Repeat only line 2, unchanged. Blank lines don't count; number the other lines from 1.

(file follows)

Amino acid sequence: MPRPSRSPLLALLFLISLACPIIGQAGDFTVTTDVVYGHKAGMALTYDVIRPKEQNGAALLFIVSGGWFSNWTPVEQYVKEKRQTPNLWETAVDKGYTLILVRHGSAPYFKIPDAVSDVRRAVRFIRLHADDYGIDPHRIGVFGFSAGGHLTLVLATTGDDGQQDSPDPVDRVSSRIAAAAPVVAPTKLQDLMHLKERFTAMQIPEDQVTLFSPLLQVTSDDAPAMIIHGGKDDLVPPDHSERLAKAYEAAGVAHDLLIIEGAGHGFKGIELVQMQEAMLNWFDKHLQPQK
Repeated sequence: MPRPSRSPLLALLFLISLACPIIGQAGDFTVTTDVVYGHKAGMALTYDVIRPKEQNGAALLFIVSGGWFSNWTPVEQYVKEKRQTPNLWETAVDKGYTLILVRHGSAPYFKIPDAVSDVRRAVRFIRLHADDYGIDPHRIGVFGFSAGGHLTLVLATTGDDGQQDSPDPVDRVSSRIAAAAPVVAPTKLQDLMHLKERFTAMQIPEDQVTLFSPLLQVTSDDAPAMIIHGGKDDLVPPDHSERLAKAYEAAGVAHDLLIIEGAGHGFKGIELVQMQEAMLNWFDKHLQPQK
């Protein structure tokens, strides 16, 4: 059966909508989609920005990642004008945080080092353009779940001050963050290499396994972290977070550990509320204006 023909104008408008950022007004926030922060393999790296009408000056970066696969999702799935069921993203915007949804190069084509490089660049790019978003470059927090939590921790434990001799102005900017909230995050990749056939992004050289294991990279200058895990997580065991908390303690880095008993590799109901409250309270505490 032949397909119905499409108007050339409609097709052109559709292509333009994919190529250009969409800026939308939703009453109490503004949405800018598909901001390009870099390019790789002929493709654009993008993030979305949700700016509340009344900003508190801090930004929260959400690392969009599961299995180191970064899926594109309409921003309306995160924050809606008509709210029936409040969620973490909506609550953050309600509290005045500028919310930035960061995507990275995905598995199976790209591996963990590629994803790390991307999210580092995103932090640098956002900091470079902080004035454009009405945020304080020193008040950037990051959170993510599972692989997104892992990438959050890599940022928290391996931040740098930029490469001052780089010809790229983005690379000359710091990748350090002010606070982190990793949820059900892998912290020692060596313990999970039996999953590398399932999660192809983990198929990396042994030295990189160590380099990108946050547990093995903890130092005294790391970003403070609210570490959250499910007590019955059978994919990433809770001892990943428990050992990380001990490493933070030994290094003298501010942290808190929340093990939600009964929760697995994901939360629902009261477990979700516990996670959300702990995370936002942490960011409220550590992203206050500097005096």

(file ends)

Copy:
Repeated sequence: MPRPSRSPLLALLFLISLACPIIGQAGDFTVTTDVVYGHKAGMALTYDVIRPKEQNGAALLFIVSGGWFSNWTPVEQYVKEKRQTPNLWETAVDKGYTLILVRHGSAPYFKIPDAVSDVRRAVRFIRLHADDYGIDPHRIGVFGFSAGGHLTLVLATTGDDGQQDSPDPVDRVSSRIAAAAPVVAPTKLQDLMHLKERFTAMQIPEDQVTLFSPLLQVTSDDAPAMIIHGGKDDLVPPDHSERLAKAYEAAGVAHDLLIIEGAGHGFKGIELVQMQEAMLNWFDKHLQPQK